- The Washington Times - Friday, January 5, 2001

The incoming Bush administration yesterday accused liberal Democratic groups opposing Bush Cabinet nominees of perpetuating Washington's "war-room mentality" in an effort to boost their own fund-raising campaigns.

"It was disheartening to see in the papers this morning that there already are groups that are gearing up for major fights in Washington, and they're doing so, as the papers pointed out this morning, to help themselves, to raise money to warm up for the next battles in the naming of people to the Supreme Court," Ari Fleischer, press secretary for President-elect George W. Bush, told reporters yesterday morning.

"This is a time to unify and to act in a bipartisan fashion, and I think that opposition so they can raise money and so they can warm up for the next [fight] is wrong," he said at an afternoon news conference as he again pressed the issue.

Liberal groups have been complaining loudly about a handful of the Bush appointments so far, particularly former Sen. John Ashcroft to be attorney general. Mr. Ashcroft, who lost his bid for re-election last year, was one of the most conservative members of Congress and was particularly outspoken in his pro-life and religious views.

Other Bush nominees, including Treasury Secretary-nominee Paul O'Neill, have drawn little controversy. Commerce Secretary-nominee Donald L. Evans appears to face little difficulty in getting confirmed following his confirmation hearing yesterday, the first Bush Cabinet hearing.

Senate Democrats told The Washington Times this week that they were resigned to seeing all the Bush Cabinet picks confirmed, and even privately criticized some civil rights leaders, including the Rev. Jesse Jackson, for attacking Mr. Ashcroft and others.

But some Democrats say they will still publicly raise questions about the records of some Bush appointments, particularly Mr. Ashcroft.

Left-leaning civil rights groups say Mr. Ashcroft is too much of an ideologue to head the Justice Department. They accuse him of racial bias for his part in derailing the nomination of Missouri Supreme Court Justice Ronnie White to be a federal judge. Mr. Ashcroft says he opposed Mr. White because of his stand on the death penalty, not because he is black.

To a lesser degree, liberal groups have complained about the nomination of Linda Chavez to be secretary of labor and Gail Norton to head the Interior Department. Opponents say Mrs. Chavez is too conservative on affirmative action and that Mrs. Norton is too committed to oil drilling in wilderness areas.

Mr. Fleischer said he expects the Senate, with Democratic support, to confirm all of Mr. Bush's nominations. The Senate, with Republican support, confirmed Mr. Clinton's more liberal slate of Cabinet officers in 1996.

"And that's part of changing the tone, it's part of moving beyond what's been such a war-room mentality in Washington," Mr. Fleischer said. "And we hope that people will not contribute to that any further."

The liberal group Americans for Democratic Action, which is actively opposing Mr. Ashcroft's nomination, sharply disputed Mr. Fleischer's comments yesterday. Spokesman Mike Alpern said his organization is not using Mr. Ashcroft's name in fund raising.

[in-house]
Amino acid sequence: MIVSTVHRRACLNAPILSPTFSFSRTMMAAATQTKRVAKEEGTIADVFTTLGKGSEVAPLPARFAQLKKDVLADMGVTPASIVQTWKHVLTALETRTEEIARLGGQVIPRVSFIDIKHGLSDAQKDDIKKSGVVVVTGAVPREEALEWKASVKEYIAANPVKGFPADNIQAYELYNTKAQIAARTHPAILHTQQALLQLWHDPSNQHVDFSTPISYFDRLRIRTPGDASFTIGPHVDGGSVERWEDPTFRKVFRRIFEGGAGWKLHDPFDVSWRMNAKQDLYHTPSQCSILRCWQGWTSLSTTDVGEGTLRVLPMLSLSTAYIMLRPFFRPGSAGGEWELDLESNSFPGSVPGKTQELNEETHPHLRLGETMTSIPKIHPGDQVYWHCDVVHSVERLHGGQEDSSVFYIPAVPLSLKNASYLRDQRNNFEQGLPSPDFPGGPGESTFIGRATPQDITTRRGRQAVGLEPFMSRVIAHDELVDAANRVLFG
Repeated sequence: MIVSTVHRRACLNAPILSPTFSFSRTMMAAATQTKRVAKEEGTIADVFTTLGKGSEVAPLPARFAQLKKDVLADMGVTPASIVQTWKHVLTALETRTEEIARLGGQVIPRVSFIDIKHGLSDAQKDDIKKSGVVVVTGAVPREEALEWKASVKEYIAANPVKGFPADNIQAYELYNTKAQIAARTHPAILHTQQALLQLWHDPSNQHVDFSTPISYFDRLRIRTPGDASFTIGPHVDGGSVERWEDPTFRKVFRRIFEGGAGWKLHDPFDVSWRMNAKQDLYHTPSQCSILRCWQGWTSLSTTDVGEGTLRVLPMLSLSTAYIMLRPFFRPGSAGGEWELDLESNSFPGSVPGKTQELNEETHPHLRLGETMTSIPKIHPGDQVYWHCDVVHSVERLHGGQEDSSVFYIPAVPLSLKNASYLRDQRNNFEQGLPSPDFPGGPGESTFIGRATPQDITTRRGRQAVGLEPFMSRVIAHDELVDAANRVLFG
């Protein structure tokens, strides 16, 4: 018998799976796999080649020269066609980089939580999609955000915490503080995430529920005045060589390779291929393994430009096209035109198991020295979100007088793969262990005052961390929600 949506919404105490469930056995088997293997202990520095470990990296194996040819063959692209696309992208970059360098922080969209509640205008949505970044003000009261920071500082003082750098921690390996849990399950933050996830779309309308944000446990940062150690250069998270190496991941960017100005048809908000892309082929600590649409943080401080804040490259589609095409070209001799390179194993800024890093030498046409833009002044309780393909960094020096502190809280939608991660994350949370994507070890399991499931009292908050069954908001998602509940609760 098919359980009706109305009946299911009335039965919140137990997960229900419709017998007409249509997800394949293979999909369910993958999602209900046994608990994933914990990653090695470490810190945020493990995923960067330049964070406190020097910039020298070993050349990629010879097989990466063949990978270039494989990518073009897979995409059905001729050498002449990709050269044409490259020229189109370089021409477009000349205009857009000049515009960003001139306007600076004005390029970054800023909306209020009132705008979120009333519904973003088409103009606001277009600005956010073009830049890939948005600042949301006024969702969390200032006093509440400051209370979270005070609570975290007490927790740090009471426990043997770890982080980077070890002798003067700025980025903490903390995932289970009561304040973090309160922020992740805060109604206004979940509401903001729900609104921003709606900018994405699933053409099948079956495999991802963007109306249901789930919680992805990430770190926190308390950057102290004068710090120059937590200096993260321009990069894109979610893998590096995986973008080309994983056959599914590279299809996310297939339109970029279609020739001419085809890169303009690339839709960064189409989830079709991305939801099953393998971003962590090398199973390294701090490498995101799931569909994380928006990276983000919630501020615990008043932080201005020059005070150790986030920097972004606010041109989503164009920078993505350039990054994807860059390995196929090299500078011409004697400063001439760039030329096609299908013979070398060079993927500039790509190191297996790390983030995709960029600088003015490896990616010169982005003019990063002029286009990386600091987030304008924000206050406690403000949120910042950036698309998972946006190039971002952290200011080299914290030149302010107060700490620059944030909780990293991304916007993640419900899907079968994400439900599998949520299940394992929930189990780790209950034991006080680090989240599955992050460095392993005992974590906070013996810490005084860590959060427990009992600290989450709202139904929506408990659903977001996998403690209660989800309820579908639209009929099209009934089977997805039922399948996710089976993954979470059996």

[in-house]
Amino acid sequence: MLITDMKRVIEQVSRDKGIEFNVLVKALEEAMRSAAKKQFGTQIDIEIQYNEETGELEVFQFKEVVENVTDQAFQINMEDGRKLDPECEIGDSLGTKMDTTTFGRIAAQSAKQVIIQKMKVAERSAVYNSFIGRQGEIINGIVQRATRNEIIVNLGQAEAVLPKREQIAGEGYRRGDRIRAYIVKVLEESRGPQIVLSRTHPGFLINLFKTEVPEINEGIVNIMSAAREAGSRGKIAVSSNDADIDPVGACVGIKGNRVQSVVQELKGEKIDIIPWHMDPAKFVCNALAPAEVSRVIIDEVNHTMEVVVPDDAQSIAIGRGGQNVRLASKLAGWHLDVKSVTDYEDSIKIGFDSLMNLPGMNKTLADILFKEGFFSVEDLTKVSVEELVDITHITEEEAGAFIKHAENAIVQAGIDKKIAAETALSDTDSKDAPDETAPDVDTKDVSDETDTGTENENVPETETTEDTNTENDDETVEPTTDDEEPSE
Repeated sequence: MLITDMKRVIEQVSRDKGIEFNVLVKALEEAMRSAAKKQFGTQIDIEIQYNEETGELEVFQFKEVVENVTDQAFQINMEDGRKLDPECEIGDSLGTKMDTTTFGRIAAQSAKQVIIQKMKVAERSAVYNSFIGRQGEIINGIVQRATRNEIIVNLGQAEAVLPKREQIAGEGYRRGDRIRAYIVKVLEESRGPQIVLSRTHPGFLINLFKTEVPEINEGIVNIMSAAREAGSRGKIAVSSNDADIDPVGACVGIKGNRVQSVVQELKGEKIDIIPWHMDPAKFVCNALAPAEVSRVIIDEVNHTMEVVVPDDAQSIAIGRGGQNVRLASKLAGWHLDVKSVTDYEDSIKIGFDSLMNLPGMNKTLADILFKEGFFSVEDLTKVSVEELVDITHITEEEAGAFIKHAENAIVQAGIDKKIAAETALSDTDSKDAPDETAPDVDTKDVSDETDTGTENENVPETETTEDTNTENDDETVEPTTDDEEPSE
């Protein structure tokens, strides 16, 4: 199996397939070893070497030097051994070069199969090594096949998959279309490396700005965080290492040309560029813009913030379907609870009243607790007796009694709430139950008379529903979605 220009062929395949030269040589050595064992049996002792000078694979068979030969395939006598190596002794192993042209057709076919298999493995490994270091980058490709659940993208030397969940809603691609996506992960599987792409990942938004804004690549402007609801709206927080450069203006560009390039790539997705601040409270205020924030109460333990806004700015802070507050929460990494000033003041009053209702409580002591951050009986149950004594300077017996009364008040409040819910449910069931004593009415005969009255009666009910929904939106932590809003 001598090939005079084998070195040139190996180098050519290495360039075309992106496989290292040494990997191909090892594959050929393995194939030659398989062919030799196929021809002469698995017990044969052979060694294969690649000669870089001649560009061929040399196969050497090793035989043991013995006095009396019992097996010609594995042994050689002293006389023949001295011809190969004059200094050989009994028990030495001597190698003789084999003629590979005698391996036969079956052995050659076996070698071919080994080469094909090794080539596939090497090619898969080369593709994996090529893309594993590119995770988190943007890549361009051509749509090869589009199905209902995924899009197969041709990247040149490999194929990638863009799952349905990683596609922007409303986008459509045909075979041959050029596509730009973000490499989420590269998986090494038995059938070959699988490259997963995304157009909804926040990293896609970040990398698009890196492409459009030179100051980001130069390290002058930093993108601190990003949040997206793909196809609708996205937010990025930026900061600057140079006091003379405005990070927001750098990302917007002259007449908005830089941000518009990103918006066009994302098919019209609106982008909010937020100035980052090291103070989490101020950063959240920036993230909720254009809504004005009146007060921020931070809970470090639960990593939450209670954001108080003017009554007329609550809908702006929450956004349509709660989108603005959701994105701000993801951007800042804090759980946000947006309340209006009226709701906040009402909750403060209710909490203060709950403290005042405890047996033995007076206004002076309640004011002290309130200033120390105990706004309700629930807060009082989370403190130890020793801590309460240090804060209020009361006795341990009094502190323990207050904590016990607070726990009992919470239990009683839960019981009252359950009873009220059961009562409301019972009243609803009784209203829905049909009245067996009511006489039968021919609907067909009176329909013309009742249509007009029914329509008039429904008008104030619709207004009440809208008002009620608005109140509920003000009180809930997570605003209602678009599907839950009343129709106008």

He pinned the blame for the opposition on Mr. Bush himself, saying that Mr. Ashcroft's views are so doctrinaire that his nomination was sure to provoke a liberal backlash.

Mr. Ashcroft's hard-line views "are a very frightening thing for all Americans," Mr. Alpern said, "not just partisan groups trying to raise money."

None of the controversial nominees is likely to be defeated by the Senate, where Democrats have admitted they don't have the power to derail the nominations. They say, however, they are likely to ask tough questions, particularly during Mr. Ashcroft's confirmation hearing.

Mr. Bush, meanwhile, continues to name members of staff, although he has finished picking his Cabinet officials. He named his chief campaign strategist, Karl Rove, as a special adviser to the White House. He also named campaign chairman Joe Allbaugh, his former gubernatorial chief of staff, to head the Federal Emergency Management Agency.

"Karl has got a fantastic mind. He is one of the reasons why I was elected governor and one of the reasons why I was elected the president," Mr. Bush said. "He comes to Washington with a wonderful sense of history, a great understanding of the presidency as an institution in America. He will bring good judgment, good humor and good advice to the White House."

Mr. Bush also tapped Nick Calio to direct his outreach to Congress. Mr. Calio filled the same role for Mr. Bush's father and was also a key lobbyist, representing a coalition of businessmen and pro-trade Christian conservatives, in favor of normal trade relations for China.

The Bush team dampened speculation yesterday that it would ask FBI Director Louis J. Freeh to retire, possibly in favor of Oklahoma Gov. Frank Keating. Mr. Freeh is seven years into his 10-year term.

"It is his 10-year term… . We don't expect people to leave until their term expires," Mr. Fleischer said. "He's staying."

Mr. Fleischer and other Bush spokesmen, however, denied that anyone connected with Mr. Bush had specifically asked Mr. Freeh to stay. Attorney General Janet Reno said yesterday that the new administration had asked him to stay on.

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